Nada Surf – Stars Are Indifferent to Astronomy
Review by Jack Foley
NADA Surf’s sixth studio album Stars Are Indifferent to Astronomy is a rip-roaring return that plays to the band’s strengths while self-consciously keeping one eye on recreating their live energy.
That is to say, snappy guitar riffs of a sun-drenched, occasionally retro-leaning variety providing the backdrop for melodic songs about life, love and the usual. Lyrically, it sounds more like a coming-of-age record, with several musings on how life changes as people get older.
But the same sense of laidback enjoyment that came from hearing past albums such as 2007’s Lucky remains intact and there are several anthemic moments that belie the band’s New York roots. That is to say, they could just as easily hail from America’s West Coast or London’s Abbey Road.
Admittedly, the album gets off to an innocuous start with Clear Eye Clouded Mind but quickly delivers its first classic in Waiting For Something, a chiming, beautifully delivered, even breezy slice of REM-meets-Byrds alt-rock. The chorus is a belter, ripe for singing along to on those days when you, yourself, are waiting for something.
When I Was Young, the track which follows, is beautiful in a different way. A slower tempo, more intricate riff work and a less falsetto vocal ruefully reflects on lyrics such as “when I was young I didn’t know if I was better off asleep or up, when I grew up I wonder what was that world I was dreaming of”. It’s the sort of song Gomez specialise in.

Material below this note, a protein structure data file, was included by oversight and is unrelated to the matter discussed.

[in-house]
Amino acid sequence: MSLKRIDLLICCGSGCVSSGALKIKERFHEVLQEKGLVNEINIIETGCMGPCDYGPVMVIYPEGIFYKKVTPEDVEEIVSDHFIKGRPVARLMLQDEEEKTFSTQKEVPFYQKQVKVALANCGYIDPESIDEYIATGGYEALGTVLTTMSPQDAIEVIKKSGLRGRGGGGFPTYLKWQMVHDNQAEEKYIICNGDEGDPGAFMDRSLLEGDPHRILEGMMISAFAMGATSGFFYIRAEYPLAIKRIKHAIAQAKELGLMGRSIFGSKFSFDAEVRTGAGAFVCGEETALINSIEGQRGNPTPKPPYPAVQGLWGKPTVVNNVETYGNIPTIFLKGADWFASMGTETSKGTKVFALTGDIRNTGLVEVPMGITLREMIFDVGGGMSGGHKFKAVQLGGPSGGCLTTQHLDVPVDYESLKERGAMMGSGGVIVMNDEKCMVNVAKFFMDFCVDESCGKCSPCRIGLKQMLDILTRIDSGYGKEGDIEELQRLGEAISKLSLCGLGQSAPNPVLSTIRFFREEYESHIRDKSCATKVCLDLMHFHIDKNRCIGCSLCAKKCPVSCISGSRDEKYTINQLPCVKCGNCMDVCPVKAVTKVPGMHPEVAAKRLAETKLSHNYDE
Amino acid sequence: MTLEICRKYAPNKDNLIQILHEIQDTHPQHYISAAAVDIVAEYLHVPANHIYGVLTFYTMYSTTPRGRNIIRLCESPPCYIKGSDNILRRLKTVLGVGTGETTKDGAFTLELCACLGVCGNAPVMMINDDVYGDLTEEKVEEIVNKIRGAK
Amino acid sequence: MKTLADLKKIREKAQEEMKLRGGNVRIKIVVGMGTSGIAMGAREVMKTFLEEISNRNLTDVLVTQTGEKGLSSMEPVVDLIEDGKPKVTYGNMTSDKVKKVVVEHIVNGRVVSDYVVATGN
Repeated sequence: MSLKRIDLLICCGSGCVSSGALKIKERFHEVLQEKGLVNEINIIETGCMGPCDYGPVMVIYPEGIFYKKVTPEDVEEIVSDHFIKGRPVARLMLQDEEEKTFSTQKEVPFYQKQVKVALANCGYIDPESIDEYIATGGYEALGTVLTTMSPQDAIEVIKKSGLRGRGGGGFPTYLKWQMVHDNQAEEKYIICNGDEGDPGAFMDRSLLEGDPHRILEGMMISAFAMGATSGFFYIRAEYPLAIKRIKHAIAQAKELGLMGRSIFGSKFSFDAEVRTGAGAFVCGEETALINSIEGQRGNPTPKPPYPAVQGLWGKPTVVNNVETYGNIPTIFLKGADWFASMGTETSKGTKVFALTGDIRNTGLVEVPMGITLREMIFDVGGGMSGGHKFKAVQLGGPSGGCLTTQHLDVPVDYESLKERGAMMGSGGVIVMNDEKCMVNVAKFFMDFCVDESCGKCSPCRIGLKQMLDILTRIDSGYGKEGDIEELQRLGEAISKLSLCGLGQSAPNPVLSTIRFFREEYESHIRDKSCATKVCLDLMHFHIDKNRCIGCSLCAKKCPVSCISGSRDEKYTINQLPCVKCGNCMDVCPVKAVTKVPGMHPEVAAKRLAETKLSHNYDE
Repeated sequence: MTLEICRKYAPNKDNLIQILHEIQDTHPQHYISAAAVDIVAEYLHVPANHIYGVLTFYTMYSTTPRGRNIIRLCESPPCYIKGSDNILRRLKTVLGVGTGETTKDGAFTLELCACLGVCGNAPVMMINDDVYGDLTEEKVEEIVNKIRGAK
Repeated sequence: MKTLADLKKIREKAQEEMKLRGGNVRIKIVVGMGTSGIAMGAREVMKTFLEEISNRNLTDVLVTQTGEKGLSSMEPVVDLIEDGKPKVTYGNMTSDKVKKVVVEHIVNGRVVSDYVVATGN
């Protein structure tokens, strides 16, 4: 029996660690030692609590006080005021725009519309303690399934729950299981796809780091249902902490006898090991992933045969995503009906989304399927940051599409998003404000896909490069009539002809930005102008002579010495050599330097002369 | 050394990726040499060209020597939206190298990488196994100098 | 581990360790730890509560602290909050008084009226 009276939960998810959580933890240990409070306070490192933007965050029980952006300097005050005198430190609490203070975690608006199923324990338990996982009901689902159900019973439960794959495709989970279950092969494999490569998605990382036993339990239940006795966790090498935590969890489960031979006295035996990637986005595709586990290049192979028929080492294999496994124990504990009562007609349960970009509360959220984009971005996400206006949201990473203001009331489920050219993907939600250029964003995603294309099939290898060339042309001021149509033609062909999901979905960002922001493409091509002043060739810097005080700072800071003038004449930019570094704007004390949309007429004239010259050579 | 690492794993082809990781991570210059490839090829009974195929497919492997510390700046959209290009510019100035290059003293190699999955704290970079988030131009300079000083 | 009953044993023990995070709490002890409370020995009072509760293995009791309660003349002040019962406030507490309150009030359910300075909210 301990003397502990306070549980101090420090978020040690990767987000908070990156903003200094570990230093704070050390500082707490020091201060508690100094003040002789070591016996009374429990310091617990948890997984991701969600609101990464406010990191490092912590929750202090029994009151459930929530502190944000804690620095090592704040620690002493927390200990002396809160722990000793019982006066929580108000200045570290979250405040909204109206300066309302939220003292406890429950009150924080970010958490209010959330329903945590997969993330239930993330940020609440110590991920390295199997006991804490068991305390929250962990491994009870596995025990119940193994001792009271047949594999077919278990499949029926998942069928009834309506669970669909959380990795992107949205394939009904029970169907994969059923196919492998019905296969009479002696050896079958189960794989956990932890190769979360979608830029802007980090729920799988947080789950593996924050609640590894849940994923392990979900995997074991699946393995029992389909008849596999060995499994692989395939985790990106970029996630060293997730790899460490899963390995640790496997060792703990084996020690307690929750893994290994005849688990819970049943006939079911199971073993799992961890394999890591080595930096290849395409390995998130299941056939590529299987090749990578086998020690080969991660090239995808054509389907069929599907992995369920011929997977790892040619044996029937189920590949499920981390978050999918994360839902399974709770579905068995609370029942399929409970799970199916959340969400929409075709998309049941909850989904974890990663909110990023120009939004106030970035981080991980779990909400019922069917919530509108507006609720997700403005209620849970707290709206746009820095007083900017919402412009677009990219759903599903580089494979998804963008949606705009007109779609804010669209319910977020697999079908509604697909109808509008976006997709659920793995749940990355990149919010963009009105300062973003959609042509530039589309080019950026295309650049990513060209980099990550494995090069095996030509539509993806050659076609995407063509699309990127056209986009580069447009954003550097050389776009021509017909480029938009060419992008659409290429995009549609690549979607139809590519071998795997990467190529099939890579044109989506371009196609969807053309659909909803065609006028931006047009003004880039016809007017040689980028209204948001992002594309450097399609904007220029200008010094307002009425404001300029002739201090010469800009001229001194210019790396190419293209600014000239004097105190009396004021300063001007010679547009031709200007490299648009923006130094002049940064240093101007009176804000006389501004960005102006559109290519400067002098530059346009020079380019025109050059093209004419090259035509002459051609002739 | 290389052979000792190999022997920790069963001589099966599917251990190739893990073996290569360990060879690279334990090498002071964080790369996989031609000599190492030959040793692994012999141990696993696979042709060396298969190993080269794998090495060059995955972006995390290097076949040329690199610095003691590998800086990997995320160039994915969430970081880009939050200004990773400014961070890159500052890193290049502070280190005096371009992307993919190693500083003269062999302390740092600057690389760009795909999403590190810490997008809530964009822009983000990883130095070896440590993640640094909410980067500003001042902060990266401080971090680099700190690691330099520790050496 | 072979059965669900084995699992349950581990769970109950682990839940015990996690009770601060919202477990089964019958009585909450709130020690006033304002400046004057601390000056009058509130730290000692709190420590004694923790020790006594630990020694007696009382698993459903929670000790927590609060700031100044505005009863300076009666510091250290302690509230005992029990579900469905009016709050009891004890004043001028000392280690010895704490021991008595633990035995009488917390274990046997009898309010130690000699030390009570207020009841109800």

Jules And Jim opens with a guitar into that hails from the ‘60s and immediately works its way into your heart, reminding you of why the classic sound of rock ‘n’ roll is never dead (contrary to some headlines), while delivering the kind of tale of young love and American life that Fountains of Wayne specialise in.
And The Moon Is Calling repeats the trick with some crisp, lively, rousing guitar work and an energy that fully goes towards tapping into that live energy. It sends you into quite a head-spin of revelry.
Teenage Dreams is another song that reflects on the gap between maturity and youth and the things that happen in between. It unfolds against the backdrop of a thumping back-beat and some brash riffs, while delivering its thought-provoking observations and defiant mission statement that it’s never too late for teenage dreams.
Elsewhere, Let The Fight Do The Fighting slows down the tempo once more to quality effect… a soft set of vocals from Matthew Caws offering a peaceful alternative to an often violent world, while Byrds-like riffs create a meaningful backdrop.
No Snow On The Mountain is another barnstormer… a blow out the cobwebs slice of rousing rock that contains a cracking vitality, while The Future ends things in suitably epic fashion with more musings on the future and how it’s made of dust.
Nada Surf have been criticised in some quarters for sticking to formula and failing to show much sign of progression. But when they’re making music this good and inspiring, you really hope that some things don’t change too dramatically.
This is a shining star in the rock ‘n’ roll astronomy that only looks to become brighter with age.
Watch behind-the-scenes footage of Nada Surf playing acoustic and chatting about the LP:
Download picks: Waiting For Something, When I Was Young, Jules And Jim, Teenage Dreams, No Snow On The Mountain, Let The Fight Do The Fighting